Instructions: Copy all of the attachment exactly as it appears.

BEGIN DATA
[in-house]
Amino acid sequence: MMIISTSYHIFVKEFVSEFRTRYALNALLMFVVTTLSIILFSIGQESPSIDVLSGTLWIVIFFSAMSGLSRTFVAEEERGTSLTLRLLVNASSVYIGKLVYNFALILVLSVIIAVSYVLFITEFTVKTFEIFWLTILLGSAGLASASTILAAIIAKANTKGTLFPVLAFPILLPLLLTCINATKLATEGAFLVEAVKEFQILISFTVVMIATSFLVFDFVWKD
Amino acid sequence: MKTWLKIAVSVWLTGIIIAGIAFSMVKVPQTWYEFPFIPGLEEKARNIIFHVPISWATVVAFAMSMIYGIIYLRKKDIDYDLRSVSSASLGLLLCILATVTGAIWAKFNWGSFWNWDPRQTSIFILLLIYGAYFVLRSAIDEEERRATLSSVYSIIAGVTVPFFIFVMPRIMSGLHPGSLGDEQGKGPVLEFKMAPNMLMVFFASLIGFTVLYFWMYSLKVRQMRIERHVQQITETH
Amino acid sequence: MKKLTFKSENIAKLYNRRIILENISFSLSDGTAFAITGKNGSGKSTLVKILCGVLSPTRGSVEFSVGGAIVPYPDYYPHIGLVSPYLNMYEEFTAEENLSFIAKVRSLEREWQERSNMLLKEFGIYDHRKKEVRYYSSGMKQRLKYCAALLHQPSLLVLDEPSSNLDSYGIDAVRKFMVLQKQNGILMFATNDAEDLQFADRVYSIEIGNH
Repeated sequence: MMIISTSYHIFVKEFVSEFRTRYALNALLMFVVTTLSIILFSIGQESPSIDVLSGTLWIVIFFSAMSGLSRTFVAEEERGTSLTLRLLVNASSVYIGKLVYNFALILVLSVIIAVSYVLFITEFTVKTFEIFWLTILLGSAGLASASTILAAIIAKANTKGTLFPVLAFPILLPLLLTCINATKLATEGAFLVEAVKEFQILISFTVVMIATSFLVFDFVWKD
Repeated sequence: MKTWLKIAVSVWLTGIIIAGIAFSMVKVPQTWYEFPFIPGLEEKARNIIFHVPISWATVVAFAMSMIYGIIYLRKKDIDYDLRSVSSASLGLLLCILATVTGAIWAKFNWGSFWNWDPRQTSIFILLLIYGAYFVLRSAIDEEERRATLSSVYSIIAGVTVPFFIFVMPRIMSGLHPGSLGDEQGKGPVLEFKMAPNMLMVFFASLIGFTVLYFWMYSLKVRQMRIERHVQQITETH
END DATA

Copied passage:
[in-house]
Amino acid sequence: MMIISTSYHIFVKEFVSEFRTRYALNALLMFVVTTLSIILFSIGQESPSIDVLSGTLWIVIFFSAMSGLSRTFVAEEERGTSLTLRLLVNASSVYIGKLVYNFALILVLSVIIAVSYVLFITEFTVKTFEIFWLTILLGSAGLASASTILAAIIAKANTKGTLFPVLAFPILLPLLLTCINATKLATEGAFLVEAVKEFQILISFTVVMIATSFLVFDFVWKD
Amino acid sequence: MKTWLKIAVSVWLTGIIIAGIAFSMVKVPQTWYEFPFIPGLEEKARNIIFHVPISWATVVAFAMSMIYGIIYLRKKDIDYDLRSVSSASLGLLLCILATVTGAIWAKFNWGSFWNWDPRQTSIFILLLIYGAYFVLRSAIDEEERRATLSSVYSIIAGVTVPFFIFVMPRIMSGLHPGSLGDEQGKGPVLEFKMAPNMLMVFFASLIGFTVLYFWMYSLKVRQMRIERHVQQITETH
Amino acid sequence: MKKLTFKSENIAKLYNRRIILENISFSLSDGTAFAITGKNGSGKSTLVKILCGVLSPTRGSVEFSVGGAIVPYPDYYPHIGLVSPYLNMYEEFTAEENLSFIAKVRSLEREWQERSNMLLKEFGIYDHRKKEVRYYSSGMKQRLKYCAALLHQPSLLVLDEPSSNLDSYGIDAVRKFMVLQKQNGILMFATNDAEDLQFADRVYSIEIGNH
Repeated sequence: MMIISTSYHIFVKEFVSEFRTRYALNALLMFVVTTLSIILFSIGQESPSIDVLSGTLWIVIFFSAMSGLSRTFVAEEERGTSLTLRLLVNASSVYIGKLVYNFALILVLSVIIAVSYVLFITEFTVKTFEIFWLTILLGSAGLASASTILAAIIAKANTKGTLFPVLAFPILLPLLLTCINATKLATEGAFLVEAVKEFQILISFTVVMIATSFLVFDFVWKD
Repeated sequence: MKTWLKIAVSVWLTGIIIAGIAFSMVKVPQTWYEFPFIPGLEEKARNIIFHVPISWATVVAFAMSMIYGIIYLRKKDIDYDLRSVSSASLGLLLCILATVTGAIWAKFNWGSFWNWDPRQTSIFILLLIYGAYFVLRSAIDEEERRATLSSVYSIIAGVTVPFFIFVMPRIMSGLHPGSLGDEQGKGPVLEFKMAPNMLMVFFASLIGFTVLYFWMYSLKVRQMRIERHVQQITETH